- Low temperature flexibility. How flexible is the coating at cold temperatures? If the roof is in Chicago, and it’s roughly zero in the winter, the roof and any coating must be able to tolerate movement and not be brittle and crack. If the roof coating product data sheet claims this coating will stretch 300% before it breaks, that’s OK at room temperature. However, what happens at 0oF? Or at 120oF in the summer time? These are key criteria for successful acrylic roof coatings.
- Dirt pickup resistance is another important issue. If the coating is to reflect the sun’s heat, it must be and remain white in color. As it darkens as a result of dirt pickup, the air conditioning energy savings realized will be lessened or lost. This will be discussed later in this paper.
- Adhesion. How well does the coating adhere to the roof substrate. These may include aged metal, aged BUR, aged cap sheet, aged EPDM, PVC, HypalonR? These are important considerations when making a selection among acrylic roof coatings.
- Ponded water resistance. How well does the coating adhere after long term submersion in puddles on the roof?
The elongation or stretching properties of the roof coating are a key criterion for successful performance. Here’s a slide of an Instron Tester. It grips the sample, which is the white section in the center, between the two jaws, and we turn the machine on, it pulls the sample and it stretches between the jaws. The amount of stretching is measured. This is the percent elongation test. This test can be conducted at room temperature, low temperature simulating Chicago in the winter, or high temperature (simulating a summer day).
These coatings can be exposed to the harmful effects of sunlight in the laboratory by placing them in accelerated weather devices like a Weather-Ometer, and age them for several thousand hours, take them out and remeasure the elongation stretching properties as a function of weathering. Ideally the coating should retain most of its original (before weathering) elongation after a thousand hours in the Weather-Ometer.
REFLECTIVITY AND REDUCED ENERGY COSTS
Reflectivity and dirt pickup resistance were mentioned earlier. This is a key property for an elastomeric coating that is growing in importance. Simply put, the whiter it is the cooler it is. Typically an infra red thermometer is used to measure the surface temperature. The photo below shows a scientist with an infrared thermometer measuring the surface temperature of a number of different elastomeric coatings on exposure. On the exposure rack is other roofing materials including sprayed in place polyurethane materials, foam, shingles, metal.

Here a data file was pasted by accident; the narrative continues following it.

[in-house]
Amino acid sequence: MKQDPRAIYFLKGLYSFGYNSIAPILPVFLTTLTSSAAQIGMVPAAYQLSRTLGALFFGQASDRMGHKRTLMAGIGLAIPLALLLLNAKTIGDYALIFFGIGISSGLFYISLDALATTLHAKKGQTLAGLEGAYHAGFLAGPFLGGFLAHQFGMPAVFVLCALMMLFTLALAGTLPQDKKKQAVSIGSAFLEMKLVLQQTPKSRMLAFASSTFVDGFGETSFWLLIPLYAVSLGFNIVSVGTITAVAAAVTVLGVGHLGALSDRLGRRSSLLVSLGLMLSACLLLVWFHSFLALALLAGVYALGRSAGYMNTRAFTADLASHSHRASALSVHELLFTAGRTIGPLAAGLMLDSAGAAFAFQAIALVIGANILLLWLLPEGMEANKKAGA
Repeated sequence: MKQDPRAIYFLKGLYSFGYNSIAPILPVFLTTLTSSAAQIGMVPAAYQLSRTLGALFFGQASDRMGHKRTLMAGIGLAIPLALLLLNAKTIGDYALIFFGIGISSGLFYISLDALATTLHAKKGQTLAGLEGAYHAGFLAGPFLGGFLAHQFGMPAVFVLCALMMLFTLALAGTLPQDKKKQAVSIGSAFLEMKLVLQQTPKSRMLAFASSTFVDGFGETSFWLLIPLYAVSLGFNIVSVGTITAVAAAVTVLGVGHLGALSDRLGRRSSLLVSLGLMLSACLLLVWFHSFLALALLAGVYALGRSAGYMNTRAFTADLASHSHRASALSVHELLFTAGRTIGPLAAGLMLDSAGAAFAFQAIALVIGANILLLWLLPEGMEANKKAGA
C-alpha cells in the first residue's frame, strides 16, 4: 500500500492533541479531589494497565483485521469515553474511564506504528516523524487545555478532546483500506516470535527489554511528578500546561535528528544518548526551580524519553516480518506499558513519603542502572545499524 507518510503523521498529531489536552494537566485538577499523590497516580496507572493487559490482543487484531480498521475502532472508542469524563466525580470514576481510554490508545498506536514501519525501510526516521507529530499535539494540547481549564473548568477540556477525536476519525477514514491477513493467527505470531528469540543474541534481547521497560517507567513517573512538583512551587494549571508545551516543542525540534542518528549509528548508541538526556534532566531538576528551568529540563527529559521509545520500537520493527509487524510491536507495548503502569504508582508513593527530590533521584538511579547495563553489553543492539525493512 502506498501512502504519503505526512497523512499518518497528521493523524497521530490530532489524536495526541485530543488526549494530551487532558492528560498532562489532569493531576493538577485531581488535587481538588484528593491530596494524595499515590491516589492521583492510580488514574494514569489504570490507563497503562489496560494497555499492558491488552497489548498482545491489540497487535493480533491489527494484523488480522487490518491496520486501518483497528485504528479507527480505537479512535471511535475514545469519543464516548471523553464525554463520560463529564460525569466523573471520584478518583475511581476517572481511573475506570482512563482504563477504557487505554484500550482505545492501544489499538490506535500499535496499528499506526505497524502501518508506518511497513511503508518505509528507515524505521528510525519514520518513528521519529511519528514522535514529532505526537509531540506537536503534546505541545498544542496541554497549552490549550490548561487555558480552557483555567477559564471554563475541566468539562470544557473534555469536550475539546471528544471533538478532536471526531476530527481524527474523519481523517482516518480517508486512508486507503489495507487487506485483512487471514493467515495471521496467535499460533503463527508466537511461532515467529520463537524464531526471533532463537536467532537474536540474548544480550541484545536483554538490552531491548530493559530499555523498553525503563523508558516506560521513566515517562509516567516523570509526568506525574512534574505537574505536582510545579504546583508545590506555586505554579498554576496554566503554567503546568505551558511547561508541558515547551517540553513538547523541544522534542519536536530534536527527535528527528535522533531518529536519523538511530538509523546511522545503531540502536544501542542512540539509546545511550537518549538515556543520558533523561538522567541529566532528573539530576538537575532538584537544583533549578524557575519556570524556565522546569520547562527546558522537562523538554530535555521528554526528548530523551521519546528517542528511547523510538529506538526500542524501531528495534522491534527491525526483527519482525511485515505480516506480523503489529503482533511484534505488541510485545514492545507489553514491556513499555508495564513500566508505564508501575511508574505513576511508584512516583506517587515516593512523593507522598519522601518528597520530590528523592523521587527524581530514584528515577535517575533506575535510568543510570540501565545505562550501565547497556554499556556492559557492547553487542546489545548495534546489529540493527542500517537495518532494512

In the slide below the surface temperature of a number of different roofing materials were measured as a function of the time of day. The green line is the air temperature. The vertical axis is temperature, the horizontal axis is the time of day. And we saw that at about 2:30 or 3:00 PM, the air temperature was about 90oF (August, PA). The surface temperature was measured using the infrared thermometer of the black asphalt shingle exposed to sunlight. The yellow line at the top if the time-temp grid for a black asphalt shingle. 8:30 in the morning it started out at 85oF, by 3:00 p.m. it was up to 160oF. And by the end of the day, by 4:30, it tailed off to about 120oF.
This contrasts with the red line. This same black asphalt shingle coating with 100% acrylic elastomeric coating. The surface temperature of the shingle was much lower initially, 80oF. By mid afternoon the peak surface temperature was only about 90oF, then it tailed off into the 80’s. This shows the benefits of reflectivity as the white elastomeric acrylic coating protects the asphalt roofing material and keeps it cooler.
There is a second benefit here also. Consider a warm August afternoon where there are afternoon thunder showers. It’s 3:30 in the afternoon and that black asphalt shingle has a surface temperature of 160oF, then a
thunder shower occurs. The temperature of the shingle drops from 160o to 80oF in 15 minutes. The white coatings drops from 90oF to 80oF in 15 minutes. The black shingle experiences considerably more thermal shock. 80oF difference versus 10oF difference. The black single is undergoing a lot more stress, a lot more strain, more expansion and contraction, as a result of these temperature fluctuations. The thermal stress will shorten the life of a black roof.